As we approach the annual celebration of black history, the anticipation can be intense for many Black Americans as preparations are made to pay homage to the accomplishments and contributions of other Black Americans throughout this nation's history. It has become a tradition that was created in 1926 by the renowned historian Dr. Carter G. Woodson as a week long celebration (referred to as Negro History Week). It had such a widespread effect that in 1976 the entire month of February was henceforth delegated in honor of what is now referred to as Black History Month. Although this has become an important event for millions of Black Americans, there is a much larger number of Americans (including some Black Americans) who frown quite heavily at the mere notion of this anticipated occasion.

A bittersweet platform

When Black History Month was initially implemented, it was during a time when, because of the separation among the races, the positive attributes and contributions of Black Americans were purposely left out of the history of America's progression, so the founding historians found it necessary to create a platform that would allow other Black Americans the privilege of knowing that we were far more than an inferior people. The question now is, is Black History Month still a necessary platform in today's society? For the majority of Black America, the answer is a profound yes, but for others, such as myself, it has become far more of a hindrance to the achievement of American equality than it ever was a building block.

Certainly, I would be the first to acknowledge that the many contributions of Black Americans are of vital importance, and as such, should not be ignored or undervalued, but to continue with this annual celebration as it is today, has a much grander implication of black separatism, which contradicts the original intention of its founder.

In today's society, it's no longer necessary to set aside any particular time of year that focuses primarily on any one race of American people. The historical accomplishments of Black Americans, as vital as they may be, are no more and no less important than the accomplishments of other prominent Americans.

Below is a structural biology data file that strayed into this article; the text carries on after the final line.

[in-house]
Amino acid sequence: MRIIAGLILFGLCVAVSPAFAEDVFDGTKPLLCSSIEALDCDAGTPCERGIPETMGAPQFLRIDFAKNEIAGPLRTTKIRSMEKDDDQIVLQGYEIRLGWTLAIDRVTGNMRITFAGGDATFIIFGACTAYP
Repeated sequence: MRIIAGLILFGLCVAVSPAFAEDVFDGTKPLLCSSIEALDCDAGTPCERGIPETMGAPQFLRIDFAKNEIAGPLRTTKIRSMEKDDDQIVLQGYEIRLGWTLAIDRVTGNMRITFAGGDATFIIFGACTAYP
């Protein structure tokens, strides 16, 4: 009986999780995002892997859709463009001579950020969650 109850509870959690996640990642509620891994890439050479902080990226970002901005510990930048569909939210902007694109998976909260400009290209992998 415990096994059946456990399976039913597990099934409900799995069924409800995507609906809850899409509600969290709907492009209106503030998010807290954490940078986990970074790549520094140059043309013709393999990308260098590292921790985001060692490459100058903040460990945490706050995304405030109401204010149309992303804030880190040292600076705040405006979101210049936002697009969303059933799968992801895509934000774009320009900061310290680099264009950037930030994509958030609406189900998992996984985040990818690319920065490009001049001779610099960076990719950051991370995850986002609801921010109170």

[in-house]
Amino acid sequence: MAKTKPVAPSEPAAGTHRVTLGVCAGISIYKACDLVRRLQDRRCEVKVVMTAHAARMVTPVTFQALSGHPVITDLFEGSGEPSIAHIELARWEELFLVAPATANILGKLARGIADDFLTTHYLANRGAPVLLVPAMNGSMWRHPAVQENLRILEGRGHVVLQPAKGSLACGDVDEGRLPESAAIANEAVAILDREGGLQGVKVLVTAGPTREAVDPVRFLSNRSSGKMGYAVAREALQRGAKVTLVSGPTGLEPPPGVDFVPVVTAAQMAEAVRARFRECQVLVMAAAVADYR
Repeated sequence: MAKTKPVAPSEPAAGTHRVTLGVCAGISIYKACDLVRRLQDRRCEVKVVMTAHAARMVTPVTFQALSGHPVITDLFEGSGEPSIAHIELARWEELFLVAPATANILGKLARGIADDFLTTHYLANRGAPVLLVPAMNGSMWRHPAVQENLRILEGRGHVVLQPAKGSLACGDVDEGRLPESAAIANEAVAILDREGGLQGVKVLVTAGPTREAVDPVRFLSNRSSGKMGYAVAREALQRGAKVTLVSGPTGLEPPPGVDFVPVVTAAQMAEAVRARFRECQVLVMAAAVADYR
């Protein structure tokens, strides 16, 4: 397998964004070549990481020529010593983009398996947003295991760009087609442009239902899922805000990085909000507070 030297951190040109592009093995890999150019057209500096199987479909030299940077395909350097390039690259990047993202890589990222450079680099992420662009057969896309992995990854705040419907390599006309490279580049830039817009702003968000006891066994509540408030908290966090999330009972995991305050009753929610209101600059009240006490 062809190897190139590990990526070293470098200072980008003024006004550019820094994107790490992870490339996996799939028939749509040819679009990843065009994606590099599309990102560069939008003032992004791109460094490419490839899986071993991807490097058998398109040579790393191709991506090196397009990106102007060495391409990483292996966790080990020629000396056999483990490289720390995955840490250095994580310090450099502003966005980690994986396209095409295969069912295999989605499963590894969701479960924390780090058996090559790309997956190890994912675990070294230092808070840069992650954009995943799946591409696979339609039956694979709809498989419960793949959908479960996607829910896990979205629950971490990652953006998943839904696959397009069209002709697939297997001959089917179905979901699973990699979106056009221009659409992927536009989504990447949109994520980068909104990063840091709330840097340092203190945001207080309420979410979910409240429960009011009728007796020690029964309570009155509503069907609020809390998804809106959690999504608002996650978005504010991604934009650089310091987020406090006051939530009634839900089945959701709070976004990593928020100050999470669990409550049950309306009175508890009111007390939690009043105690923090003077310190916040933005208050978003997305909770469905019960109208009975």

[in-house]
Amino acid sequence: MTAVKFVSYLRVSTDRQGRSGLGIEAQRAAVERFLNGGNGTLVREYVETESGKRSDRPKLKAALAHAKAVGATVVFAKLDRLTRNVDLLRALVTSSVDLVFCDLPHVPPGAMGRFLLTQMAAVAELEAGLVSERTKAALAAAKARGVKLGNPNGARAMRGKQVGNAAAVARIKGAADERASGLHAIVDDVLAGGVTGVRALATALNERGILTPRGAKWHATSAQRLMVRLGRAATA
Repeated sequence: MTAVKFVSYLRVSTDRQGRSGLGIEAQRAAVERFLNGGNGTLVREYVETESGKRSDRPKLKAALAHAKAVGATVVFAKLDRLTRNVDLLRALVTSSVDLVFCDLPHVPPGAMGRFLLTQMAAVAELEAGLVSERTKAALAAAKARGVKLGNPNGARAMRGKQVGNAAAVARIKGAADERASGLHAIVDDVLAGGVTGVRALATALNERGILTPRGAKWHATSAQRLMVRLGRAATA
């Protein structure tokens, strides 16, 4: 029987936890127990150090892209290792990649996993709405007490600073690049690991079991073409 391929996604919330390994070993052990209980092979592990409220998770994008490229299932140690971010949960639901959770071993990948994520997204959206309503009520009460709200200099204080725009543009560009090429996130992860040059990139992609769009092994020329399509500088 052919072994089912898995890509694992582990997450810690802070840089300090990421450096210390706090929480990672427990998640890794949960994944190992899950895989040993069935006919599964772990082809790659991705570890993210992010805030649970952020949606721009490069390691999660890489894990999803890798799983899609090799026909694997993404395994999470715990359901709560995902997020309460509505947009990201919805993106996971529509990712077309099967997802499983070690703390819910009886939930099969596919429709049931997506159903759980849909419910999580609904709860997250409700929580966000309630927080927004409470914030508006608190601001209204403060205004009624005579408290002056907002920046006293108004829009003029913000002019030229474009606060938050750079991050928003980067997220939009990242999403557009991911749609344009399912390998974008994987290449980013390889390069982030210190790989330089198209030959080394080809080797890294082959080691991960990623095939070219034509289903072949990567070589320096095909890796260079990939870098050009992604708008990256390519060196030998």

If there's going to be an annual celebration of American history, it should be one that's inclusive to all Americans. We cannot on one hand give credence to our fight for equality, then on the other, condone even the mere implication of separatism.

The Kryptonite to separatism

For decades, millions have viewed Black History Month not only as an opportunity to remind us of the accomplishments of Black Americans, but it's also a disturbing and unsettling reminder of America's past horrors pertaining to racism. During this event, the honoring of the accomplishments of some of history's most renowned individuals are often accompanied by the negativity surrounding past events which serves no purpose except to reopen old wounds that only incite further racial tension among us.

If we're going to be a unified nation, then we must put America's past in perspective and direct our undivided attention to the here and now, and more importantly, the future. The solution to ending the separatism of Black History Month is for the American educational curriculum to include the relevant accomplishments of Black Americans with the same tenacious effort and regularity as it does for any other American. This would be perceived as a strong showing of equality within our educational system, which would inevitably become Kryptonite to this kind of separatism. The creation of Black History Month began because of the lack of education, so let us end it by ensuring that our school systems are educating our children with the entire truth concerning the history of America.

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